The amendment would grant the testing panel, known as NAGB, “exclusive authority over all policies, direction, and guidelines” for the tests Mr. Clinton wants to offer in the spring of 1999.
That power would include the ability to rewrite the contract the Education Department signed last month with a coalition of testing firms for the preparation and scoring of the tests and reporting of the results. (“Riley Offers Test Control Concession,” Sept. 3, 1997.)
Ms. Ravitch and her colleagues said the Clinton administration is exerting too much control over the tests, leaving them open to criticism on partisan grounds.
The testing plan has been on a fast track since Mr. Clinton unveiled it in his State of the Union Address. The administration has maintained that it can proceed with the tests without congressional authorization.
The White House approved the Senate amendment before last Thursday’s vote. “We’re in agreement with a strong NAGB that oversees the national test,” Acting Deputy Secretary of Education Marshall S. Smith said.
Opposition Holding Firm
While the Senate’s changes eased the fears of pro-testing Republicans, they will not assuage Rep. Goodling, the chairman of the House Education and the Workforce Committee.
Mr. Goodling has waged a campaign to stop the Clinton plan, calling national testing unnecessary and a waste of money. His position did not change after the Senate’s action, his spokesman said.
The Pennsylvania Republican won support for his amendment by recruiting members from opposite sides of the political spectrum: conservative activists and urban liberals.
Conservatives argue the tests would ultimately lead to federal control of local curriculum decisions. Big-city liberals and some civil rights groups object because they say the tests would be unfair to minority and poor children who haven’t had the same educational advantages as students in more affluent schools. Liberal critics also argue that the reading test should be offered in other languages in addition to English.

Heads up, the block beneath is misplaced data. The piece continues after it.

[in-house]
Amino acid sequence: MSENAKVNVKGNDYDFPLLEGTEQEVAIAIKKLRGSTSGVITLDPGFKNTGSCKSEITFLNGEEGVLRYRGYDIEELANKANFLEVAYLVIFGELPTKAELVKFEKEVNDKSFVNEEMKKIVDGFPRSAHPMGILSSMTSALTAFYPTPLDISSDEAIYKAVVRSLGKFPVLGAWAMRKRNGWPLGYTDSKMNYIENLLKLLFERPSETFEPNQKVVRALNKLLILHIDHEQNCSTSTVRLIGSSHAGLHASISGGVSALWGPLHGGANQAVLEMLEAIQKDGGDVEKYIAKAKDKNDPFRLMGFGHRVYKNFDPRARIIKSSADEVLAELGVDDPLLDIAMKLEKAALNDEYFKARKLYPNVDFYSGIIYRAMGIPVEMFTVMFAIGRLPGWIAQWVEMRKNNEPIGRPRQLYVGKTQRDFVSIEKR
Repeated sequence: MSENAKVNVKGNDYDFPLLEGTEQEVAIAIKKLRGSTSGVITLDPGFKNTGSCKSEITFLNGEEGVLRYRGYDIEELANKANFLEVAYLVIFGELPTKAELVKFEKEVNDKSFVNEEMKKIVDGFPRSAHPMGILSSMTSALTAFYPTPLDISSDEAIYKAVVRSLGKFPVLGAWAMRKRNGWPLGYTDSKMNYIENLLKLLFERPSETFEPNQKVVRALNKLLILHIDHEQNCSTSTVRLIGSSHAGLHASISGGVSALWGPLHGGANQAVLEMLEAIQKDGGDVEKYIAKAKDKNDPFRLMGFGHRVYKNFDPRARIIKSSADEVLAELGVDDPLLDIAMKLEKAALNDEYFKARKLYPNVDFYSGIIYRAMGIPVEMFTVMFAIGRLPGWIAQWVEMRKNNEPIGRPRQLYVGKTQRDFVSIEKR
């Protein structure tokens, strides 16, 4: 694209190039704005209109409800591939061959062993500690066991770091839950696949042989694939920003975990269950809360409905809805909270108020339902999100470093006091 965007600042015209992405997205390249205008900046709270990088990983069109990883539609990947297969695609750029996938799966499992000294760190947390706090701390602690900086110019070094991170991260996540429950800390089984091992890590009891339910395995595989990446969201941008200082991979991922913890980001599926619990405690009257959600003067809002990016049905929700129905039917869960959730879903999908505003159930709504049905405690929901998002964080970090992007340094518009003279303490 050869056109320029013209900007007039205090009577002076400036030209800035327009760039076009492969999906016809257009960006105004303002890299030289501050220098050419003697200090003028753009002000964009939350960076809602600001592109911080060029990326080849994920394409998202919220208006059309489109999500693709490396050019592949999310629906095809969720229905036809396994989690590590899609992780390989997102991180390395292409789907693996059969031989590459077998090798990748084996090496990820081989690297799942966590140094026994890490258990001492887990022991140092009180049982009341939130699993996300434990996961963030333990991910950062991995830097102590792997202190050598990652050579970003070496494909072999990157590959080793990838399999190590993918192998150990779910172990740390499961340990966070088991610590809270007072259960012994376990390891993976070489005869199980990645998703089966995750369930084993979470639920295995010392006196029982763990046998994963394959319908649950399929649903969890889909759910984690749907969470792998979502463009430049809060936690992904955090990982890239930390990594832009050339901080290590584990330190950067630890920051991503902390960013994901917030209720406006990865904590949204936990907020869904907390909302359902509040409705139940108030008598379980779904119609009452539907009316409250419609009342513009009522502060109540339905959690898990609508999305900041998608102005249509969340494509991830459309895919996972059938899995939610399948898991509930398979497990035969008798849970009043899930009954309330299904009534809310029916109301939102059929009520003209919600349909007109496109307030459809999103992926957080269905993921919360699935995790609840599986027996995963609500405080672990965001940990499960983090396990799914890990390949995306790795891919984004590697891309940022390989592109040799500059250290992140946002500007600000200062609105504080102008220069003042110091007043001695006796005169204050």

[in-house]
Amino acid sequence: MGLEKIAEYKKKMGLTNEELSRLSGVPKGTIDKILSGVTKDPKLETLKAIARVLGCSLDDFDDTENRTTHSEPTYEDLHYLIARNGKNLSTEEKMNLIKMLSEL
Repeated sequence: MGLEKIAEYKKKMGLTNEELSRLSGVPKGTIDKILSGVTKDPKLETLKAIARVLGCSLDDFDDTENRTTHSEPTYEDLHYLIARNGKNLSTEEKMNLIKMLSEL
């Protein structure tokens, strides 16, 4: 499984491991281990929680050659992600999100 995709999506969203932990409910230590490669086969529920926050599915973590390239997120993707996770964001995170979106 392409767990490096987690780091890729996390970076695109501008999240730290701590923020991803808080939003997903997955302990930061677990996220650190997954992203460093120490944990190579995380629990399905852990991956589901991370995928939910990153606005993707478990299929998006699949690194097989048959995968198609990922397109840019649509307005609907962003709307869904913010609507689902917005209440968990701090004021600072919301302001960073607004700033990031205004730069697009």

Even if the assessment program survives congressional scrutiny, some of the seven states and 15 urban school districts that promised to participate in it are getting cold feet.
Michigan Gov. John Engler, a Republican, is uncomfortable with developments since he agreed that his state would use the new tests, his spokesman said last week.
Mr. Engler hoped the national test questions could be given as part of his state’s assessment. Administration officials had promised that Michigan could do that, but now they say that won’t be possible, according to John Truscott, Mr. Engler’s press secretary.
“Unless there are some changes, we would consider not using this test,” Mr. Truscott said last week.
The other GOP governor to sign up for the program was former Massachusetts Gov. William F. Weld, who recently resigned to pursue his nomination to be ambassador to Mexico.
The Los Angeles Unified School District has backed out of the reading portion of the test because it will be offered only in English. The district will still offer the math exam because it will include a version for Spanish-speaking students, who make up almost half of the district’s 670,000-pupil enrollment, according to Brad Sales, the assistant to the superintendent.
Some assessment experts, meanwhile, are questioning the need for and quality of the planned tests. At a conference on testing this month at the University of California, Los Angeles, attendees questioned virtually every aspect of the proposed national tests. (See related story, page 10.)